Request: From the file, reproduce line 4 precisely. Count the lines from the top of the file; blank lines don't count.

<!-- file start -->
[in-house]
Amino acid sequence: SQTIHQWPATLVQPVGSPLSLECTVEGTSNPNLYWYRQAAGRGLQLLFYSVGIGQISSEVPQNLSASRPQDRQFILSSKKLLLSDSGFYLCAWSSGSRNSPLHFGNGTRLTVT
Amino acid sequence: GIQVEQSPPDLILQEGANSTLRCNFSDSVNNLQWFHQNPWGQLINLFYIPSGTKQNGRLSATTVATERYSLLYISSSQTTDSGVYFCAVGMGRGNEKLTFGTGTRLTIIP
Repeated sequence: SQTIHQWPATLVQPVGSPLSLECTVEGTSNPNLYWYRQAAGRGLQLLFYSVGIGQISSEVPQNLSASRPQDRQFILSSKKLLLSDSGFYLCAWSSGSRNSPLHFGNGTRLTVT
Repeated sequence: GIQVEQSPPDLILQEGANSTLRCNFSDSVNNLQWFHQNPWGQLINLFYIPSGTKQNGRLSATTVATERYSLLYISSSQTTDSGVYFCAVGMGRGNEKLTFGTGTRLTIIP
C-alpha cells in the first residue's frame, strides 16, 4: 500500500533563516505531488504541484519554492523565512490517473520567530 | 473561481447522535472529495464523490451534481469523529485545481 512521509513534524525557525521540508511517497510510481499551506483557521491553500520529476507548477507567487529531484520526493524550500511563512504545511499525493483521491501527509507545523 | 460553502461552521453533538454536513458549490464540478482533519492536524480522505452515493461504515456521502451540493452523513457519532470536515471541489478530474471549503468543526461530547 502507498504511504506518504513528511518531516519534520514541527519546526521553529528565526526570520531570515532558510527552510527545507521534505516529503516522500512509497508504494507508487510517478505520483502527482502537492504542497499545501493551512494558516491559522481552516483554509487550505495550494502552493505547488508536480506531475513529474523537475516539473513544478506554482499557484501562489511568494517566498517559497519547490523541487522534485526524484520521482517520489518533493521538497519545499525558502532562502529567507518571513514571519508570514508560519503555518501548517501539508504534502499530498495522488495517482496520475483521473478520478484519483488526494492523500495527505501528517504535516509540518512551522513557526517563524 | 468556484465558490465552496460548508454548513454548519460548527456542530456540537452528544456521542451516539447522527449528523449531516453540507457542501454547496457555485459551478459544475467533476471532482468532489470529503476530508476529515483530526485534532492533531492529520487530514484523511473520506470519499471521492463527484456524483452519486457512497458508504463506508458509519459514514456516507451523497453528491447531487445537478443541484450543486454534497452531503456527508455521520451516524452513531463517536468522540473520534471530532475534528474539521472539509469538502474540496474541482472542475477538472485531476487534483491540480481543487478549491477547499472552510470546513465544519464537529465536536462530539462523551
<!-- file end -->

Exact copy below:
Repeated sequence: SQTIHQWPATLVQPVGSPLSLECTVEGTSNPNLYWYRQAAGRGLQLLFYSVGIGQISSEVPQNLSASRPQDRQFILSSKKLLLSDSGFYLCAWSSGSRNSPLHFGNGTRLTVT